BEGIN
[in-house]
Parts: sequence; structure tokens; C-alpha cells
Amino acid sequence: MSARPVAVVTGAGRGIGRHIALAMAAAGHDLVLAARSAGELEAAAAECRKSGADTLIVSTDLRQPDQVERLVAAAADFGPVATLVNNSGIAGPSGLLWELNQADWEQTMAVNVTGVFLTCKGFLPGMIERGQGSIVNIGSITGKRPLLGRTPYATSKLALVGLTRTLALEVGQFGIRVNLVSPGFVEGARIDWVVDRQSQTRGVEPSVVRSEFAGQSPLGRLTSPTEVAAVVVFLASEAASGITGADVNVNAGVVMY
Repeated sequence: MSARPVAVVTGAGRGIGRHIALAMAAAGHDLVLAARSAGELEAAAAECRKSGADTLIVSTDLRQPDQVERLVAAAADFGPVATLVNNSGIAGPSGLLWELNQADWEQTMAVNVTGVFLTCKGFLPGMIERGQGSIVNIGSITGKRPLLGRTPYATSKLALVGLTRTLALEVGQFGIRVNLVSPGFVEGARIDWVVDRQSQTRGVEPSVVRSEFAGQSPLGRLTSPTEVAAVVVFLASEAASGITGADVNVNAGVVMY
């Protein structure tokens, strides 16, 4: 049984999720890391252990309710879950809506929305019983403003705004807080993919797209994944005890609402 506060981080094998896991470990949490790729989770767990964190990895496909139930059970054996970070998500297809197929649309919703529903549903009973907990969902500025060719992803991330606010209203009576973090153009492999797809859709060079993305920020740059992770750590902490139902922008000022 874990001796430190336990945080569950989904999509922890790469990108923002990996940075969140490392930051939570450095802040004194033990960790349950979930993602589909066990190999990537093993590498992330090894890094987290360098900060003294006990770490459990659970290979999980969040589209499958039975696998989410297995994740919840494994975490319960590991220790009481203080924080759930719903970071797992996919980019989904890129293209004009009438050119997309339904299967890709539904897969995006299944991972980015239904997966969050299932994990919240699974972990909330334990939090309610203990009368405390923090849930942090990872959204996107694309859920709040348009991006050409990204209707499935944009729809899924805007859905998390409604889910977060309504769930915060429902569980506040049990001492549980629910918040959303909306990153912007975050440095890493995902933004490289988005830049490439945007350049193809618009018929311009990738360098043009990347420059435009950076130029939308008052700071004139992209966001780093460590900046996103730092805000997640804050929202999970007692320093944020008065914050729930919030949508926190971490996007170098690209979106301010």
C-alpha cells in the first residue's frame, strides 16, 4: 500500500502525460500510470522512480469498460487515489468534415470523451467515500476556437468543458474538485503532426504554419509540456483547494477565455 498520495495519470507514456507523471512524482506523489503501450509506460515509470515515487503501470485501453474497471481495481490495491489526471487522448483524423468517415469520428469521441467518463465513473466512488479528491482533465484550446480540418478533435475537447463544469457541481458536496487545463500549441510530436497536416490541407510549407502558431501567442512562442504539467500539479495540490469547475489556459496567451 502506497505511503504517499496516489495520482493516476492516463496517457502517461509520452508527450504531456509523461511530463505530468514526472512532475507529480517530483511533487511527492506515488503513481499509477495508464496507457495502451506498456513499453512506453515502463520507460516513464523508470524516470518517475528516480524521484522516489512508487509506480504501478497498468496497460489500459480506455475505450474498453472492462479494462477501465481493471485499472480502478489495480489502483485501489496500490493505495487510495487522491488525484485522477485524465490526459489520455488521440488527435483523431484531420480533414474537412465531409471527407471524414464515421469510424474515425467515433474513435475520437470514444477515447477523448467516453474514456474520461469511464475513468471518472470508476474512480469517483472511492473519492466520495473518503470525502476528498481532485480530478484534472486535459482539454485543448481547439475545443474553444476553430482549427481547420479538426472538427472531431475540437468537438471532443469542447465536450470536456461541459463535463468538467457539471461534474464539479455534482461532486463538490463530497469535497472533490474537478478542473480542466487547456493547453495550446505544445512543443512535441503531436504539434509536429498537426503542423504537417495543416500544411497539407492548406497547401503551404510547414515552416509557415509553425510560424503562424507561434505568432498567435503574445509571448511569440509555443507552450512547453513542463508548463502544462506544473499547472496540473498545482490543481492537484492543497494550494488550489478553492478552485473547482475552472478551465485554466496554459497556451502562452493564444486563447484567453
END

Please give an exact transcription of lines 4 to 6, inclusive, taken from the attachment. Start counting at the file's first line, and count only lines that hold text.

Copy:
Repeated sequence: MSARPVAVVTGAGRGIGRHIALAMAAAGHDLVLAARSAGELEAAAAECRKSGADTLIVSTDLRQPDQVERLVAAAADFGPVATLVNNSGIAGPSGLLWELNQADWEQTMAVNVTGVFLTCKGFLPGMIERGQGSIVNIGSITGKRPLLGRTPYATSKLALVGLTRTLALEVGQFGIRVNLVSPGFVEGARIDWVVDRQSQTRGVEPSVVRSEFAGQSPLGRLTSPTEVAAVVVFLASEAASGITGADVNVNAGVVMY
């Protein structure tokens, strides 16, 4: 049984999720890391252990309710879950809506929305019983403003705004807080993919797209994944005890609402 506060981080094998896991470990949490790729989770767990964190990895496909139930059970054996970070998500297809197929649309919703529903549903009973907990969902500025060719992803991330606010209203009576973090153009492999797809859709060079993305920020740059992770750590902490139902922008000022 874990001796430190336990945080569950989904999509922890790469990108923002990996940075969140490392930051939570450095802040004194033990960790349950979930993602589909066990190999990537093993590498992330090894890094987290360098900060003294006990770490459990659970290979999980969040589209499958039975696998989410297995994740919840494994975490319960590991220790009481203080924080759930719903970071797992996919980019989904890129293209004009009438050119997309339904299967890709539904897969995006299944991972980015239904997966969050299932994990919240699974972990909330334990939090309610203990009368405390923090849930942090990872959204996107694309859920709040348009991006050409990204209707499935944009729809899924805007859905998390409604889910977060309504769930915060429902569980506040049990001492549980629910918040959303909306990153912007975050440095890493995902933004490289988005830049490439945007350049193809618009018929311009990738360098043009990347420059435009950076130029939308008052700071004139992209966001780093460590900046996103730092805000997640804050929202999970007692320093944020008065914050729930919030949508926190971490996007170098690209979106301010």
C-alpha cells in the first residue's frame, strides 16, 4: 500500500502525460500510470522512480469498460487515489468534415470523451467515500476556437468543458474538485503532426504554419509540456483547494477565455 498520495495519470507514456507523471512524482506523489503501450509506460515509470515515487503501470485501453474497471481495481490495491489526471487522448483524423468517415469520428469521441467518463465513473466512488479528491482533465484550446480540418478533435475537447463544469457541481458536496487545463500549441510530436497536416490541407510549407502558431501567442512562442504539467500539479495540490469547475489556459496567451 502506497505511503504517499496516489495520482493516476492516463496517457502517461509520452508527450504531456509523461511530463505530468514526472512532475507529480517530483511533487511527492506515488503513481499509477495508464496507457495502451506498456513499453512506453515502463520507460516513464523508470524516470518517475528516480524521484522516489512508487509506480504501478497498468496497460489500459480506455475505450474498453472492462479494462477501465481493471485499472480502478489495480489502483485501489496500490493505495487510495487522491488525484485522477485524465490526459489520455488521440488527435483523431484531420480533414474537412465531409471527407471524414464515421469510424474515425467515433474513435475520437470514444477515447477523448467516453474514456474520461469511464475513468471518472470508476474512480469517483472511492473519492466520495473518503470525502476528498481532485480530478484534472486535459482539454485543448481547439475545443474553444476553430482549427481547420479538426472538427472531431475540437468537438471532443469542447465536450470536456461541459463535463468538467457539471461534474464539479455534482461532486463538490463530497469535497472533490474537478478542473480542466487547456493547453495550446505544445512543443512535441503531436504539434509536429498537426503542423504537417495543416500544411497539407492548406497547401503551404510547414515552416509557415509553425510560424503562424507561434505568432498567435503574445509571448511569440509555443507552450512547453513542463508548463502544462506544473499547472496540473498545482490543481492537484492543497494550494488550489478553492478552485473547482475552472478551465485554466496554459497556451502562452493564444486563447484567453